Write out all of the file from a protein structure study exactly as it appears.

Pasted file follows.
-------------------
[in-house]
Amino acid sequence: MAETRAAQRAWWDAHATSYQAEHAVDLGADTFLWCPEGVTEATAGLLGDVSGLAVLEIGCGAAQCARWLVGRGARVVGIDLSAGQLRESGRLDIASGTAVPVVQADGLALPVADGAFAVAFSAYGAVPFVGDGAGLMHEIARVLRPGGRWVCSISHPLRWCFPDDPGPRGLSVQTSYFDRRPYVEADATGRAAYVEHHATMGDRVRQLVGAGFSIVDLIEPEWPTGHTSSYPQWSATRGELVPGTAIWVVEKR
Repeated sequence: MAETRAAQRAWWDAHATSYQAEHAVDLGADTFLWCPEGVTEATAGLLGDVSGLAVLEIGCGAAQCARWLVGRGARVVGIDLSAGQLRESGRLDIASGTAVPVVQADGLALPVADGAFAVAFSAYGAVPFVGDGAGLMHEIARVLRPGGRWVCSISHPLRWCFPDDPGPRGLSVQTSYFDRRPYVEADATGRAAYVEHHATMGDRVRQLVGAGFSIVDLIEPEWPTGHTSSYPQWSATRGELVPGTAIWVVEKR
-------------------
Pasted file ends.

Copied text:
[in-house]
Amino acid sequence: MAETRAAQRAWWDAHATSYQAEHAVDLGADTFLWCPEGVTEATAGLLGDVSGLAVLEIGCGAAQCARWLVGRGARVVGIDLSAGQLRESGRLDIASGTAVPVVQADGLALPVADGAFAVAFSAYGAVPFVGDGAGLMHEIARVLRPGGRWVCSISHPLRWCFPDDPGPRGLSVQTSYFDRRPYVEADATGRAAYVEHHATMGDRVRQLVGAGFSIVDLIEPEWPTGHTSSYPQWSATRGELVPGTAIWVVEKR
Repeated sequence: MAETRAAQRAWWDAHATSYQAEHAVDLGADTFLWCPEGVTEATAGLLGDVSGLAVLEIGCGAAQCARWLVGRGARVVGIDLSAGQLRESGRLDIASGTAVPVVQADGLALPVADGAFAVAFSAYGAVPFVGDGAGLMHEIARVLRPGGRWVCSISHPLRWCFPDDPGPRGLSVQTSYFDRRPYVEADATGRAAYVEHHATMGDRVRQLVGAGFSIVDLIEPEWPTGHTSSYPQWSATRGELVPGTAIWVVEKR